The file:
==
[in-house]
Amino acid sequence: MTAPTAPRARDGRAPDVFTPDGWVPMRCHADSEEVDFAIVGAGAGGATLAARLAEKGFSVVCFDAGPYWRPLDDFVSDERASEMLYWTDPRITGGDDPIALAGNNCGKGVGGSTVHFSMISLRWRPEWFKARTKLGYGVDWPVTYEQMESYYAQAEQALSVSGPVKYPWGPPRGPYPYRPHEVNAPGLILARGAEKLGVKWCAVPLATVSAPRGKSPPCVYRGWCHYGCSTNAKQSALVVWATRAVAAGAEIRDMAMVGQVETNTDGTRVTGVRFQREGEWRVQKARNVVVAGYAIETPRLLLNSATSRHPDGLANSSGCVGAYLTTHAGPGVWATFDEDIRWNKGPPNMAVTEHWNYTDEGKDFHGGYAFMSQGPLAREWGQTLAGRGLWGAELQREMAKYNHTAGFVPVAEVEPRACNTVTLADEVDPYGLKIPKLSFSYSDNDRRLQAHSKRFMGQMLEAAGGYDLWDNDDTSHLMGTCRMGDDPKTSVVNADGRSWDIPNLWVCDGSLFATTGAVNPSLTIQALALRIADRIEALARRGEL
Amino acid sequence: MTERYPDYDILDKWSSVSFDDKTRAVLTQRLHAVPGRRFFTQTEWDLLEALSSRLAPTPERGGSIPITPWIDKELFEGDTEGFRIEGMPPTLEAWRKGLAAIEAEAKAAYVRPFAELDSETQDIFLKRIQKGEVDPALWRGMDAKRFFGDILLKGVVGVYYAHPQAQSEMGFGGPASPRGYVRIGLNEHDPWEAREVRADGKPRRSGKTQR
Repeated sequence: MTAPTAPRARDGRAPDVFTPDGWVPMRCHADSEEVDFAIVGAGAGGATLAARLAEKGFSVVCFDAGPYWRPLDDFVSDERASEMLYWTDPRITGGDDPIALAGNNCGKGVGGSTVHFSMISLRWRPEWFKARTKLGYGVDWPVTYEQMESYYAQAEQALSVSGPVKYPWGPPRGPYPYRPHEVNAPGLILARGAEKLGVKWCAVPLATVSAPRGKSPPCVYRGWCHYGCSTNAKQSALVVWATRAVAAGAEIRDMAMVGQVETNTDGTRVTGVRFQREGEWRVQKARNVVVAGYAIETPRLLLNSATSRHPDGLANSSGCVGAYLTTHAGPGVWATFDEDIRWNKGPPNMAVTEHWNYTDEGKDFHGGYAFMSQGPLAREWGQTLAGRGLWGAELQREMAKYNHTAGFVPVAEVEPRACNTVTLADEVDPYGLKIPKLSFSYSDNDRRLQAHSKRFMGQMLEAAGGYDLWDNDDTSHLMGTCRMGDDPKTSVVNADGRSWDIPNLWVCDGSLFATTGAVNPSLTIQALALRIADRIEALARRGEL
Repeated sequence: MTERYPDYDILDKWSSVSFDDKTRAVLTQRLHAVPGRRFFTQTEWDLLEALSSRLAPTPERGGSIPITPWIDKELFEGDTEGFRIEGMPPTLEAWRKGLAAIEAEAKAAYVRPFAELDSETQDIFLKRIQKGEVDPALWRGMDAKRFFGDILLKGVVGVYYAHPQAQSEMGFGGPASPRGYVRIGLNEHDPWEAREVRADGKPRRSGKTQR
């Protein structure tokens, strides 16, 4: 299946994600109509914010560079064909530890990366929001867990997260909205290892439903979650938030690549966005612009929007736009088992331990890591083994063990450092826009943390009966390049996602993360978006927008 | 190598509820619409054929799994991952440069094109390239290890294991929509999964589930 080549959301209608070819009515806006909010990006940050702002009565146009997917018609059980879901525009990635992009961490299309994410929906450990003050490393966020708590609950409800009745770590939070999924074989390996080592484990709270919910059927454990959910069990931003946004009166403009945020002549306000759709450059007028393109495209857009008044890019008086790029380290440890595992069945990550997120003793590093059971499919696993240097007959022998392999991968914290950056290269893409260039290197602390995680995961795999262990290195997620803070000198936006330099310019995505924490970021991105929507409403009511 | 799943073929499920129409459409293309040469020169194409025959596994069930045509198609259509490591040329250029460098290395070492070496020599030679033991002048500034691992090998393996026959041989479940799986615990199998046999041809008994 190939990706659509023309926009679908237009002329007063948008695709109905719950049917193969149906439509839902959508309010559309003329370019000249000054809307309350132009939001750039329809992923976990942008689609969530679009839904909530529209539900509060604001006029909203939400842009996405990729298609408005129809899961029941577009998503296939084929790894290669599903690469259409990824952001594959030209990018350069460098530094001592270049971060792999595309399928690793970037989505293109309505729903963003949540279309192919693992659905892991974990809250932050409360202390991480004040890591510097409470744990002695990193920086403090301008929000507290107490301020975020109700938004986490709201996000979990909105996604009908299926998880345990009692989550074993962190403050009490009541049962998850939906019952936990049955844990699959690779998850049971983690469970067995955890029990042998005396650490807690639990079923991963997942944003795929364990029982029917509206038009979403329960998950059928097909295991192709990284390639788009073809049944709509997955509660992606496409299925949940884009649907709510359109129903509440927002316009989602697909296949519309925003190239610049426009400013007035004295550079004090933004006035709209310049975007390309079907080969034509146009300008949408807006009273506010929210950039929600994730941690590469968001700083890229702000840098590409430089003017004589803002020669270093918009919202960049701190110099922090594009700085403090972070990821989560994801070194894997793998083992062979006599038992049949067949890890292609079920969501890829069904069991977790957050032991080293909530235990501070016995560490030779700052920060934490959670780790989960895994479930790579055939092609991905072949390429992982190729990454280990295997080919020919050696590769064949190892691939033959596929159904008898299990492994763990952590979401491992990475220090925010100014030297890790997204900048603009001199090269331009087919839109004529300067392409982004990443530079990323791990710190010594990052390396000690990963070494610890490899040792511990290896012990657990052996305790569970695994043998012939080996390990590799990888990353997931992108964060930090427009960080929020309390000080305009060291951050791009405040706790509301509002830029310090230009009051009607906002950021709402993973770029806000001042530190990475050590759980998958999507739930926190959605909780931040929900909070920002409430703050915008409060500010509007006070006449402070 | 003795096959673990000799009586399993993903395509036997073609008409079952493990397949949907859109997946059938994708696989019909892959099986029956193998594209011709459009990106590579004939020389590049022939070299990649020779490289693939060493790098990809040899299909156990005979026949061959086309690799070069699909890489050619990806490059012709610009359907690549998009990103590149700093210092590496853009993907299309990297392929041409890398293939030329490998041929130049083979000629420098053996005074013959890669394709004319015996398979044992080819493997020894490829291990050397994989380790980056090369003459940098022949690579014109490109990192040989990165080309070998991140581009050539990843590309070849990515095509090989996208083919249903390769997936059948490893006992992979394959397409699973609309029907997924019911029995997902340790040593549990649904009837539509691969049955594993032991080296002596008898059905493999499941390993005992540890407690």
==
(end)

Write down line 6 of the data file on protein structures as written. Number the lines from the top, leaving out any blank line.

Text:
């Protein structure tokens, strides 16, 4: 299946994600109509914010560079064909530890990366929001867990997260909205290892439903979650938030690549966005612009929007736009088992331990890591083994063990450092826009943390009966390049996602993360978006927008 | 190598509820619409054929799994991952440069094109390239290890294991929509999964589930 080549959301209608070819009515806006909010990006940050702002009565146009997917018609059980879901525009990635992009961490299309994410929906450990003050490393966020708590609950409800009745770590939070999924074989390996080592484990709270919910059927454990959910069990931003946004009166403009945020002549306000759709450059007028393109495209857009008044890019008086790029380290440890595992069945990550997120003793590093059971499919696993240097007959022998392999991968914290950056290269893409260039290197602390995680995961795999262990290195997620803070000198936006330099310019995505924490970021991105929507409403009511 | 799943073929499920129409459409293309040469020169194409025959596994069930045509198609259509490591040329250029460098290395070492070496020599030679033991002048500034691992090998393996026959041989479940799986615990199998046999041809008994 190939990706659509023309926009679908237009002329007063948008695709109905719950049917193969149906439509839902959508309010559309003329370019000249000054809307309350132009939001750039329809992923976990942008689609969530679009839904909530529209539900509060604001006029909203939400842009996405990729298609408005129809899961029941577009998503296939084929790894290669599903690469259409990824952001594959030209990018350069460098530094001592270049971060792999595309399928690793970037989505293109309505729903963003949540279309192919693992659905892991974990809250932050409360202390991480004040890591510097409470744990002695990193920086403090301008929000507290107490301020975020109700938004986490709201996000979990909105996604009908299926998880345990009692989550074993962190403050009490009541049962998850939906019952936990049955844990699959690779998850049971983690469970067995955890029990042998005396650490807690639990079923991963997942944003795929364990029982029917509206038009979403329960998950059928097909295991192709990284390639788009073809049944709509997955509660992606496409299925949940884009649907709510359109129903509440927002316009989602697909296949519309925003190239610049426009400013007035004295550079004090933004006035709209310049975007390309079907080969034509146009300008949408807006009273506010929210950039929600994730941690590469968001700083890229702000840098590409430089003017004589803002020669270093918009919202960049701190110099922090594009700085403090972070990821989560994801070194894997793998083992062979006599038992049949067949890890292609079920969501890829069904069991977790957050032991080293909530235990501070016995560490030779700052920060934490959670780790989960895994479930790579055939092609991905072949390429992982190729990454280990295997080919020919050696590769064949190892691939033959596929159904008898299990492994763990952590979401491992990475220090925010100014030297890790997204900048603009001199090269331009087919839109004529300067392409982004990443530079990323791990710190010594990052390396000690990963070494610890490899040792511990290896012990657990052996305790569970695994043998012939080996390990590799990888990353997931992108964060930090427009960080929020309390000080305009060291951050791009405040706790509301509002830029310090230009009051009607906002950021709402993973770029806000001042530190990475050590759980998958999507739930926190959605909780931040929900909070920002409430703050915008409060500010509007006070006449402070 | 003795096959673990000799009586399993993903395509036997073609008409079952493990397949949907859109997946059938994708696989019909892959099986029956193998594209011709459009990106590579004939020389590049022939070299990649020779490289693939060493790098990809040899299909156990005979026949061959086309690799070069699909890489050619990806490059012709610009359907690549998009990103590149700093210092590496853009993907299309990297392929041409890398293939030329490998041929130049083979000629420098053996005074013959890669394709004319015996398979044992080819493997020894490829291990050397994989380790980056090369003459940098022949690579014109490109990192040989990165080309070998991140581009050539990843590309070849990515095509090989996208083919249903390769997936059948490893006992992979394959397409699973609309029907997924019911029995997902340790040593549990649904009837539509691969049955594993032991080296002596008898059905493999499941390993005992540890407690």